Psoriasis is a skin condition that makes cells build up quickly on the skin’s surface. Extra skin cells appear thick and slivery and are usually dry and itchy. They can also be painful. It is a long-term disease that is chronic and can be better or worse at various times. The purpose of treatment is to stop the skin cells from growing quickly.
There are several type of psoriasis including:
Symptoms are quite variable but some of the most common ones include dry skin that can crack and bleed, soreness, itching, stiff joints, and skin with red patches or silvery scales.
Symptoms often cycle. They may flare up for weeks at a time and then be minimal for periods of time. It can even go into remission for long periods of time.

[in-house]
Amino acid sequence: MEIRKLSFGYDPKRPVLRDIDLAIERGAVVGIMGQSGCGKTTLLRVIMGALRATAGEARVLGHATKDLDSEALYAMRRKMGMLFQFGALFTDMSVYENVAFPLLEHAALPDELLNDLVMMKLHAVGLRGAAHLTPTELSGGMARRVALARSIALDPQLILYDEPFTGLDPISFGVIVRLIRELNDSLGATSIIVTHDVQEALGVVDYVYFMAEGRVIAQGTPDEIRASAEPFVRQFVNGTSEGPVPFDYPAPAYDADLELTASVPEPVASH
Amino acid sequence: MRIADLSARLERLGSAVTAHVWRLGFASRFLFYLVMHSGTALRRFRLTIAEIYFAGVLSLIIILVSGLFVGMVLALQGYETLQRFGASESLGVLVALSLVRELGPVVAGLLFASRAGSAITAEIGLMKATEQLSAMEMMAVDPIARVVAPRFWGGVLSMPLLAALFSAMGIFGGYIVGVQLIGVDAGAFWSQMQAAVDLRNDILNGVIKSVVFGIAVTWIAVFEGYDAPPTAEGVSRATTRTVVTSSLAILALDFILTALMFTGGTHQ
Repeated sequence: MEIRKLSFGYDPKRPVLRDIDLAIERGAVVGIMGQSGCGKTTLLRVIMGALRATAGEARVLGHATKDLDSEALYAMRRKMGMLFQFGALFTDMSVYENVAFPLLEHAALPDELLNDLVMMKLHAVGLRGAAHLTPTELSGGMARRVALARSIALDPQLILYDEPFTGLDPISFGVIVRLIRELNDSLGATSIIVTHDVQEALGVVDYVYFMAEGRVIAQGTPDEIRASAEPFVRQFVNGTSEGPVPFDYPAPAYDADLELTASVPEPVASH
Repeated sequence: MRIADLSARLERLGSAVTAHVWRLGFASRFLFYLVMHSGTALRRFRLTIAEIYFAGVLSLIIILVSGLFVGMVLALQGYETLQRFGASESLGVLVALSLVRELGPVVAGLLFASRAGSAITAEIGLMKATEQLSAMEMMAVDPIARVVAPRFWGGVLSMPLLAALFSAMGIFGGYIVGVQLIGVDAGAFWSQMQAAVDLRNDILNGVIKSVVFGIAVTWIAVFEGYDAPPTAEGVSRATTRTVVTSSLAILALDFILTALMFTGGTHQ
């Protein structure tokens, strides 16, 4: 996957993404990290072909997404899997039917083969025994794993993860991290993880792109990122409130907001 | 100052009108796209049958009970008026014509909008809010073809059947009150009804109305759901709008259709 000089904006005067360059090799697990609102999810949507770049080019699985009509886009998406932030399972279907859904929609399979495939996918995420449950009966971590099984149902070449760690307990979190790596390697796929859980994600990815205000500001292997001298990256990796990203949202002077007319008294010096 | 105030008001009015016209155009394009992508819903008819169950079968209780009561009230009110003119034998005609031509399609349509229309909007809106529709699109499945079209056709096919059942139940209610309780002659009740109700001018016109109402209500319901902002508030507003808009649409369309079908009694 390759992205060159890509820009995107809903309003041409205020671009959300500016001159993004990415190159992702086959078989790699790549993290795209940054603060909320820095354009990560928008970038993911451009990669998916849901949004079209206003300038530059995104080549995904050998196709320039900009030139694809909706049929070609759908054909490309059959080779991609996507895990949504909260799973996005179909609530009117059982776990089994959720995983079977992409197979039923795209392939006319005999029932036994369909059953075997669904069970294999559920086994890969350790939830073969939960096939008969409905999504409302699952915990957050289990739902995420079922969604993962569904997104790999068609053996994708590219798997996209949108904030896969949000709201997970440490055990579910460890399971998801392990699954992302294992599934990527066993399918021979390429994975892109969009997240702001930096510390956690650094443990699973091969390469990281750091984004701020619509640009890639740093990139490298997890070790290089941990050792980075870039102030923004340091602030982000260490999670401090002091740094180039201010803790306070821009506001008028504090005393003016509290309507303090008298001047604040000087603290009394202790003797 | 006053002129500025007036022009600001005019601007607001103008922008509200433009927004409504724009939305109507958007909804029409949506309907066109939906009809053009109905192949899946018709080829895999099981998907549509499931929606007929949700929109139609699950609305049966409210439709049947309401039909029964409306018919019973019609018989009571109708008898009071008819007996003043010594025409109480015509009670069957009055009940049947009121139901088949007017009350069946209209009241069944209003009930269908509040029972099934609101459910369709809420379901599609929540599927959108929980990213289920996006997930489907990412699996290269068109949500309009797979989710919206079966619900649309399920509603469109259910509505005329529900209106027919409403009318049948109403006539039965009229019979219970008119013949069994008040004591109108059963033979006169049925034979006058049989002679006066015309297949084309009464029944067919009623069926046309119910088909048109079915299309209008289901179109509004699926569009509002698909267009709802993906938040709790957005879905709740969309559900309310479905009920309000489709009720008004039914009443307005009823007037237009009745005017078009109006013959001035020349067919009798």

Treatment for psoriasis attempts to stop skin cells from growing quickly or remove the scales.
There are three main types:
2. Phototherapy or light therapy: This involves the use of artificial or natural ultraviolet light on the skin. It can include natural sunlight, Goeckerman therapy, narrow band UVB therapy, regular UVB therapy, excimer laser therapy, or photochemotherapy.
3. Topical treatments: These include ointments and creams that are applied directly to the skin. They are usually used in combination with other therapies. Topical treatments for psoriasis include: corticosteroids, anthralin, calcinerurin inhibitors, vitamin D analogues, topical retinoids, moisturizers, salicylic acid, and coal tar.